You really can’t go wrong with taking a long meandering drive through Ku-ring-gai Chase National Park to get to the West Head Lookout. With just $12 per car entry, it’s a very affordable day out.  Gates to the park close at specific times depending on the time of the year, so it’s worth factoring that in if you visit late in the day.

It can get quite busy during the summer months but, when we took our trip on a beautiful sunny and warm day in April, we found a parking spot next to the path leading to the sandstone viewing area and there is plenty more parking very closely situated at the Resolute Picnic Area; just take the short Red Hands Track.

West Head Lookout

Drink in a perfectly elevated view of Sydney’s waterways, with 270-degree panoramic views of Pittwater, Broken Bay, Lion Island, Barrenjoey Headland, Palm Bay and the Central Coast.

There is plenty of bench seating available as well as a low stone wall to perch yourself upon as you soak up the views and history of the area.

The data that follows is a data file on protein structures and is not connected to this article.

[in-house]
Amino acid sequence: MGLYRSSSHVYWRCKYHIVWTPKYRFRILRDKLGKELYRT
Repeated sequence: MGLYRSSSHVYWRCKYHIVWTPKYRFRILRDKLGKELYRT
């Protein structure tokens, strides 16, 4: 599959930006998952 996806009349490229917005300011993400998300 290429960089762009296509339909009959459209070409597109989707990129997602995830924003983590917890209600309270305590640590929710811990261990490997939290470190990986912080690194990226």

Lion Island

It’s thought that Lion Island, an 8-hectare nature reserve, was named so because of its resemblance to the Sphinx which guards the Pyramids in Egypt. As there are no feral animals there such as foxes or cats as well as being banned for public access, it’s an important haven for numerous migratory birds and native animals.

Barrenjoey Headland

The Barrenjoey Lighthouse that sits on Barrenjoey Headland is built from headland sandstone and has been in operation since 1881. Views of the Northern Beaches, Central Coast and Broken Bay can be enjoyed from the top of the headland which can be accessed by a convict-built walking trail.

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Enjoy a glimpse of Dawn Over Parramatta River, Sydney shot from Simmons Point

Top 3 Things To See in Sydney on a Day of Rambling

Top 3 Things To See in Sydney on a Day of Rambling

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Glittering Harbour, Pearly Sails, and a Bonza Bondi – Top 3 Things to See in Sydney